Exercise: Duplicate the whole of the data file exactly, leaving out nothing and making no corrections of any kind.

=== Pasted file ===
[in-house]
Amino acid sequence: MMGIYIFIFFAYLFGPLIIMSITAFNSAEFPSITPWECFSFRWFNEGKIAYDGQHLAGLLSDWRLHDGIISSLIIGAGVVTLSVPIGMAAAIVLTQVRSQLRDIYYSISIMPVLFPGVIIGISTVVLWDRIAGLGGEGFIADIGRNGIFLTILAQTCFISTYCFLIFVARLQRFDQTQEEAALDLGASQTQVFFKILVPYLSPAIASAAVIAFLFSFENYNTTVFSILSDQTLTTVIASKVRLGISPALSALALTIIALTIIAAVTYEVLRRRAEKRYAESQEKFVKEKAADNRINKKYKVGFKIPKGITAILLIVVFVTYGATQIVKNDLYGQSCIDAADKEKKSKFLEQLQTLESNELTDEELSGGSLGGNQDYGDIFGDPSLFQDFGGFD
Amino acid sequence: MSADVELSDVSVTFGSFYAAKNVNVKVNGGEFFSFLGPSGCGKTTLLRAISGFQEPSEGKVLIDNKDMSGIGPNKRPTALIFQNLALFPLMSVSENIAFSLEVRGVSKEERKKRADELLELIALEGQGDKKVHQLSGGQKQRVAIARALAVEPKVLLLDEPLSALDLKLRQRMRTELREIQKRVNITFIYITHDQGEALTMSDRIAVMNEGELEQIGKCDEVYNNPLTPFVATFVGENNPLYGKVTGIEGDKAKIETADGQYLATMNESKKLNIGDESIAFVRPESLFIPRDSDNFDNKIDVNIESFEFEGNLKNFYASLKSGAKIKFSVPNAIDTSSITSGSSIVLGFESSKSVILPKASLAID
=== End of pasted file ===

[in-house]
Amino acid sequence: MMGIYIFIFFAYLFGPLIIMSITAFNSAEFPSITPWECFSFRWFNEGKIAYDGQHLAGLLSDWRLHDGIISSLIIGAGVVTLSVPIGMAAAIVLTQVRSQLRDIYYSISIMPVLFPGVIIGISTVVLWDRIAGLGGEGFIADIGRNGIFLTILAQTCFISTYCFLIFVARLQRFDQTQEEAALDLGASQTQVFFKILVPYLSPAIASAAVIAFLFSFENYNTTVFSILSDQTLTTVIASKVRLGISPALSALALTIIALTIIAAVTYEVLRRRAEKRYAESQEKFVKEKAADNRINKKYKVGFKIPKGITAILLIVVFVTYGATQIVKNDLYGQSCIDAADKEKKSKFLEQLQTLESNELTDEELSGGSLGGNQDYGDIFGDPSLFQDFGGFD
Amino acid sequence: MSADVELSDVSVTFGSFYAAKNVNVKVNGGEFFSFLGPSGCGKTTLLRAISGFQEPSEGKVLIDNKDMSGIGPNKRPTALIFQNLALFPLMSVSENIAFSLEVRGVSKEERKKRADELLELIALEGQGDKKVHQLSGGQKQRVAIARALAVEPKVLLLDEPLSALDLKLRQRMRTELREIQKRVNITFIYITHDQGEALTMSDRIAVMNEGELEQIGKCDEVYNNPLTPFVATFVGENNPLYGKVTGIEGDKAKIETADGQYLATMNESKKLNIGDESIAFVRPESLFIPRDSDNFDNKIDVNIESFEFEGNLKNFYASLKSGAKIKFSVPNAIDTSSITSGSSIVLGFESSKSVILPKASLAID